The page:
If the drain is compression, there is a large nut above the trap – it unscrews with large slip joint pliers (water pump pliers). For the supply, close the shutoff valves, open the taps (to relieve pressure). Use a basin wrench to to unscrew the compression nut under the bottom of the taps. If there is only small line disappearing into the bottom of the tap set, then you will need to use 2 wrenches to take apart the connection at the bottom of the small diameter line (many newer Moen & other single lever sets).
For the cost and labor to “re-face” your countertops, have you considered just replacing them with new laminate countertops? Don’t depend upon Home Depot for pricing because they are usually overpriced in the cabinet and countertop department compared to local small shops. We bought 20′ of new custom laminate countertops for a job through the shop that Home Depot goes through but we went direct and it cost us around $350 including the labor for cutouts, etc. We just had to install it ourselves which is pretty easy.
You might even consider buying laminate tops from H.D. off the rack and taking it to a countertop shop for them to cut to size and cutout any sink or cooktop holes you need. In fact H.D. will usually do this for you and you pick up the finished top from the shop that H.D. sends it to.
I helped my sister a couple years ago replace her laminate with travertine tile ($2/sq. ft.) from H.D. She bought the bullnose travertine tile for the edges and bought a $99 Husky tile saw. The travertine tiles, bullnose edge tiles, adhesive, and sealer cost a total of about $200. Altogether with a new kitchen sink and faucet it cost her around $500. We just peeled off the laminate from the substrate and glued the tile down to the particleboard. (I know this is not something that a tile setter would recommend because the particleboard is suceptible to getting wet and falling apart, but beggars can’t be choosers.) My sister says its still holding up and she hasn’t had a stain yet (and she’s a slob).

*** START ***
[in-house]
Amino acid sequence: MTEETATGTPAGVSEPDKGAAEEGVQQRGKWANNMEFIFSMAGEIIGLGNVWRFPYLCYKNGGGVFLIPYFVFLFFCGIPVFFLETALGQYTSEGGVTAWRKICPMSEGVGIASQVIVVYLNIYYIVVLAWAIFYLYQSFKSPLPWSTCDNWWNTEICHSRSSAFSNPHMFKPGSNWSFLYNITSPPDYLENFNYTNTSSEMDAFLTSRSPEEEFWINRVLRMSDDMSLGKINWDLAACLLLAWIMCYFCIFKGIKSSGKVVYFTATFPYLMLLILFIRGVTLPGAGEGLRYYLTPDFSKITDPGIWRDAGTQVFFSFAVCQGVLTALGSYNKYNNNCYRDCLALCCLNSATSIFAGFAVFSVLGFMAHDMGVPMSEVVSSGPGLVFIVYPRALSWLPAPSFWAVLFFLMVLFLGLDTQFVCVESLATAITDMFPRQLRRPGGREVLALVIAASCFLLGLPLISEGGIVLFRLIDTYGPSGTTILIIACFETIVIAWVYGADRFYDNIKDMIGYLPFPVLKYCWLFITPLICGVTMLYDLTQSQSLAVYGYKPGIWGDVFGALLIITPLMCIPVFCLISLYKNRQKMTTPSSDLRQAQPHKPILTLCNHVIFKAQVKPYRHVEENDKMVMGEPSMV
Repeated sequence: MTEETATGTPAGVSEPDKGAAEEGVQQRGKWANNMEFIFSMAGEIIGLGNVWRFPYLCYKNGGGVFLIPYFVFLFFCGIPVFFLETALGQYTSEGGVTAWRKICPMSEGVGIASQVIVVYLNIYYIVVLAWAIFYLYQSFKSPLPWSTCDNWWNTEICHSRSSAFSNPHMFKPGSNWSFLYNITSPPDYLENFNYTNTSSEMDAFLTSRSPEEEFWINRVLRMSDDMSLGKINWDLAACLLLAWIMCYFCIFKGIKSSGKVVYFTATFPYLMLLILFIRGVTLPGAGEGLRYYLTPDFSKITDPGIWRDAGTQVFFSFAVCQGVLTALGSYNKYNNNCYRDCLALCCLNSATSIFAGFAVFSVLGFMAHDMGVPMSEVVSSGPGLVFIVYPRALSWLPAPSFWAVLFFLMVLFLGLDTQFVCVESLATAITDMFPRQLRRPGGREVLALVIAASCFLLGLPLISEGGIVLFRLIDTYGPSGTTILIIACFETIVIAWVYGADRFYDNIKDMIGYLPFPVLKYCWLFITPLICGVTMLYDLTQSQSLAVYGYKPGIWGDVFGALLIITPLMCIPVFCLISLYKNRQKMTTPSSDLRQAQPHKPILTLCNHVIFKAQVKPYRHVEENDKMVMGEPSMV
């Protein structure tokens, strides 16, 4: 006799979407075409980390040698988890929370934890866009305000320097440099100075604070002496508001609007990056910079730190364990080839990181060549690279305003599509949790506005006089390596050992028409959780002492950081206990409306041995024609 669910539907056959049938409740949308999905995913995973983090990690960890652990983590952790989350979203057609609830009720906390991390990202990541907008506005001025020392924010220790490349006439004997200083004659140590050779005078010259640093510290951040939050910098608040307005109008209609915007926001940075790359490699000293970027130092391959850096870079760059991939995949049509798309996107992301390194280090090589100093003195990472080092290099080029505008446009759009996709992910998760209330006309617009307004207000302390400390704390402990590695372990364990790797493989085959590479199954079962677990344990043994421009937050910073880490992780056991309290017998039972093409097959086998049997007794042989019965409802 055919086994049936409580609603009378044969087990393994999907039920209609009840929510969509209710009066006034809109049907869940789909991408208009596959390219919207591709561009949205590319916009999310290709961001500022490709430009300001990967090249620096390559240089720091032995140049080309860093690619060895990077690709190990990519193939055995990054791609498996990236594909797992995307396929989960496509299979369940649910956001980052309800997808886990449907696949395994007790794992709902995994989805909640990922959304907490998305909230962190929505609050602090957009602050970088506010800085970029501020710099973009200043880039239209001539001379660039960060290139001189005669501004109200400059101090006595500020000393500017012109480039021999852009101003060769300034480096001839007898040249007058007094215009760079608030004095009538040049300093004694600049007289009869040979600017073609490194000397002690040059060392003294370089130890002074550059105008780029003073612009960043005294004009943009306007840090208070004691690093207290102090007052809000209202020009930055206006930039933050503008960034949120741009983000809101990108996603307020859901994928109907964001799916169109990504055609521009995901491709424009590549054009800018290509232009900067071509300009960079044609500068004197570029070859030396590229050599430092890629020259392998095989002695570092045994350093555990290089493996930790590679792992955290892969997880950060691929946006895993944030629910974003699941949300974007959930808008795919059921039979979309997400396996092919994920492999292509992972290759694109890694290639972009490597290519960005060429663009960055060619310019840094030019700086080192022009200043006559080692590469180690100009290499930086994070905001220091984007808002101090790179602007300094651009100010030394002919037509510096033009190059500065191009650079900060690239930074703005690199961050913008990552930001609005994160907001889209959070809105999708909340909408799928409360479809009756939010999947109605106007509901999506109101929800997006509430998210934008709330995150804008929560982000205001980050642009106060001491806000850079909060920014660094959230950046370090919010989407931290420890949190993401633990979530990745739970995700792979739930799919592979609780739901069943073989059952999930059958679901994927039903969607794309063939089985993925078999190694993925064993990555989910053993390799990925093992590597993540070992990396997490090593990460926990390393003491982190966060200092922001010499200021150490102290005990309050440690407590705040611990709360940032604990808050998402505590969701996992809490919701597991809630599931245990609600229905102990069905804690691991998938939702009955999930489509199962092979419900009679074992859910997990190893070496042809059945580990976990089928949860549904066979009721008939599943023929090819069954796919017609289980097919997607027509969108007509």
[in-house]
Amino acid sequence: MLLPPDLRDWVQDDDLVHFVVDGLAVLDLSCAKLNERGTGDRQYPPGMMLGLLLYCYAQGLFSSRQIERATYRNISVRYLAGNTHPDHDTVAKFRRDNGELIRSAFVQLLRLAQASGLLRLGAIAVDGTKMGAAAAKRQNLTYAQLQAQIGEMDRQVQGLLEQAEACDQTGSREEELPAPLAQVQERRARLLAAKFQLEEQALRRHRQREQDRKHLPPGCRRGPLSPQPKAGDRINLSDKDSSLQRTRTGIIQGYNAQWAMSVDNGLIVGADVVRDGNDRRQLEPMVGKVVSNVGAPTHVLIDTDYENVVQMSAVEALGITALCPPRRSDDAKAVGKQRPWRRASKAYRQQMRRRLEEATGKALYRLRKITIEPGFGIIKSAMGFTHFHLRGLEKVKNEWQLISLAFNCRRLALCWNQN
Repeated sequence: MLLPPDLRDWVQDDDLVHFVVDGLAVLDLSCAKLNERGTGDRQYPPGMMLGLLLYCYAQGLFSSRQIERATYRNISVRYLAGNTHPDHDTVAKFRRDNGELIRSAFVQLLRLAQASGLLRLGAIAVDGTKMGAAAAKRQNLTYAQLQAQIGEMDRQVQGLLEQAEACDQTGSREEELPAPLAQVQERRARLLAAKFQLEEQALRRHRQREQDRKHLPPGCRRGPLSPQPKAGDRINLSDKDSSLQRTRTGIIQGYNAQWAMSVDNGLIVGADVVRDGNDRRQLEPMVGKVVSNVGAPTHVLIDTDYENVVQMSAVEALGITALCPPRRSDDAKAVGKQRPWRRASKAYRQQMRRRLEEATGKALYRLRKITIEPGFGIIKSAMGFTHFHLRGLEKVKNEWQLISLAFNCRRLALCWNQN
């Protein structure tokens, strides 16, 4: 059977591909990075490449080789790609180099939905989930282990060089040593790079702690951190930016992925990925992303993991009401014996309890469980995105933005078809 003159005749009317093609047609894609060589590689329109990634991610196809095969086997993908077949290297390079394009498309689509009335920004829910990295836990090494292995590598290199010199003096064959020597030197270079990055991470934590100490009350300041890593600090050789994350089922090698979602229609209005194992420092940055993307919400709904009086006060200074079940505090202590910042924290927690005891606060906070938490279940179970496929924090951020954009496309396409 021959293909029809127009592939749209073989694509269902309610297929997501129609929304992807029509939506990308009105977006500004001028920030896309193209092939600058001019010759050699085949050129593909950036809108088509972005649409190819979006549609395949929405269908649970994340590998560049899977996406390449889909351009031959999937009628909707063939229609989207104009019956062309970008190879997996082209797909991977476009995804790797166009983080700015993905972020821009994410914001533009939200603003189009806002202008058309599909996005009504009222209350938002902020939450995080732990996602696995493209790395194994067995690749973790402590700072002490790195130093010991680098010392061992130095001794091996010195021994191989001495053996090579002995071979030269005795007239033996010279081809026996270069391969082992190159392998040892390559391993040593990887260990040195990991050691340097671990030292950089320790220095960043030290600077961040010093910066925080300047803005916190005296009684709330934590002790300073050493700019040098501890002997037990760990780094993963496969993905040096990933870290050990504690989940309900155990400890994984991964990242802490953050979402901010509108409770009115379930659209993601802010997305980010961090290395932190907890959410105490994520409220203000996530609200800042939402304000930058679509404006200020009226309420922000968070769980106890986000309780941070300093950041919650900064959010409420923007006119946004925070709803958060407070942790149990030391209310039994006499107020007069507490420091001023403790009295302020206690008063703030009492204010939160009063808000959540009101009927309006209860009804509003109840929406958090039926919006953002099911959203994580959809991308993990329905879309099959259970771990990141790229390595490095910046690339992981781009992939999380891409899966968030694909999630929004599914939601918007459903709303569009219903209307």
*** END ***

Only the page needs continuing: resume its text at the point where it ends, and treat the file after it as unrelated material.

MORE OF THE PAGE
Something for you to consider if you were to paint or try to cover your existing laminate is resale value. If in the future you decide to sell the home, for whatever reason, you don’t want to make it seem like you took short cuts in some of your renovation projects. If a buyer were to see that your countertops are “re-faced” they might wonder what other short cuts you took. If you go through the labor now to “re-face” your laminate tops you may just have to replace them later on if you do sell the home.
I too keep looking at my bathroom counter, I have an oversized older bathroom sink (does not lay on, but is level with the countertop with a silver metal band around it), with white laminate countertop with those beautiful sparkly gold flecks in it (blech–40 years old) :) I keep thinking of how I can build up the center area and re-laminate over it all but not sure how I would make sure that new smaller sink area would be completely secure/solid enough for the sink. Mine is custom made (old) and very square on the edges. I’m also wondering if I can’t just put a new pc of plywood over the whole thing and recut a new hole for my sink etc. and relam that way. The edge would be wider since I would be going over it. I was also thinking of just ploppin on a whole new one already made up as well—right over the top of it somehow–but then you have that edge again that would need to be wider. (I have ceramic tiles surrounding mine and all over the bathroom 3/4 high in the whole room–and goes right into the tub/shower area, and I’m sure if I tried to remove my present one, I’d really muck up the walls, and I’m realllly not in the mood for a whole remodel–though it could use it)
So this thread is very interesting to me. Just can’t seem to figure out which way I want to go yet, and the easiest route. All new and taking out the old obviously is the best way to go, but again, there is that tile. I did take tiles (same ones) off the back of the walls in the kitchen so I do have “extras” to play with– a lot of extras. But then I don’t have a wet saw either, so I’d have to have someone do that for me if I muck it up :)